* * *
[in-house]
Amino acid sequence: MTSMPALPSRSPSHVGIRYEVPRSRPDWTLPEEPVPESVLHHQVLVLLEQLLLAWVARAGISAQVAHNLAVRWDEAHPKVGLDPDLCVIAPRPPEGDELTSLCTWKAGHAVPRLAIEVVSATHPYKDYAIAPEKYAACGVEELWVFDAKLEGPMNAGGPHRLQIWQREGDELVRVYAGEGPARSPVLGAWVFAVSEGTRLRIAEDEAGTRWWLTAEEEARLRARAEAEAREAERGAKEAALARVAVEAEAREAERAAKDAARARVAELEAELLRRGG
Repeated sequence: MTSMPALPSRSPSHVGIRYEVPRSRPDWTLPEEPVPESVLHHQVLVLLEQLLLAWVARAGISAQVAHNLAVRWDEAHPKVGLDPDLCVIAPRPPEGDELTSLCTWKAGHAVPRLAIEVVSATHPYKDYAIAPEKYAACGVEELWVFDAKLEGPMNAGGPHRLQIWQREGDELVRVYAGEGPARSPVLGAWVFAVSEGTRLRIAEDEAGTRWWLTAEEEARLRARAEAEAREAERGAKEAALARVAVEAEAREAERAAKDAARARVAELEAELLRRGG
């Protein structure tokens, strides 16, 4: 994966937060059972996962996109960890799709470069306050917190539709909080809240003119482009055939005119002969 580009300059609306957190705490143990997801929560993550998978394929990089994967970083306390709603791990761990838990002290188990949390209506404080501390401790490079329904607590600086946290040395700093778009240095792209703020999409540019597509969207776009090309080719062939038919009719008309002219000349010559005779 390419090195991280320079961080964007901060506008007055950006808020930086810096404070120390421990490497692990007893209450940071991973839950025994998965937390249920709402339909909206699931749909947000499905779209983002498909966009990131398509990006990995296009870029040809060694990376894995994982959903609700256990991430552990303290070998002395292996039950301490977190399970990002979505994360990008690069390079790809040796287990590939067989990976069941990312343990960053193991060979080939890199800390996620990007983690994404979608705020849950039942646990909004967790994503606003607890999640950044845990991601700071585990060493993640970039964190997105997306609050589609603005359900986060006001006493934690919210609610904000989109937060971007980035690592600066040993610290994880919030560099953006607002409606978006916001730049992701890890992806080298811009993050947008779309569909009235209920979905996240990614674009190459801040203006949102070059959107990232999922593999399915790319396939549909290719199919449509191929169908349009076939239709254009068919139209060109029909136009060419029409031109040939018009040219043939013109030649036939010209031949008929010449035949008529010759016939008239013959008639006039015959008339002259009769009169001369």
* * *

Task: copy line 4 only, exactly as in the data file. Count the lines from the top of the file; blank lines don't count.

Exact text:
């Protein structure tokens, strides 16, 4: 994966937060059972996962996109960890799709470069306050917190539709909080809240003119482009055939005119002969 580009300059609306957190705490143990997801929560993550998978394929990089994967970083306390709603791990761990838990002290188990949390209506404080501390401790490079329904607590600086946290040395700093778009240095792209703020999409540019597509969207776009090309080719062939038919009719008309002219000349010559005779 390419090195991280320079961080964007901060506008007055950006808020930086810096404070120390421990490497692990007893209450940071991973839950025994998965937390249920709402339909909206699931749909947000499905779209983002498909966009990131398509990006990995296009870029040809060694990376894995994982959903609700256990991430552990303290070998002395292996039950301490977190399970990002979505994360990008690069390079790809040796287990590939067989990976069941990312343990960053193991060979080939890199800390996620990007983690994404979608705020849950039942646990909004967790994503606003607890999640950044845990991601700071585990060493993640970039964190997105997306609050589609603005359900986060006001006493934690919210609610904000989109937060971007980035690592600066040993610290994880919030560099953006607002409606978006916001730049992701890890992806080298811009993050947008779309569909009235209920979905996240990614674009190459801040203006949102070059959107990232999922593999399915790319396939549909290719199919449509191929169908349009076939239709254009068919139209060109029909136009060419029409031109040939018009040219043939013109030649036939010209031949008929010449035949008529010759016939008239013959008639006039015959008339002259009769009169001369």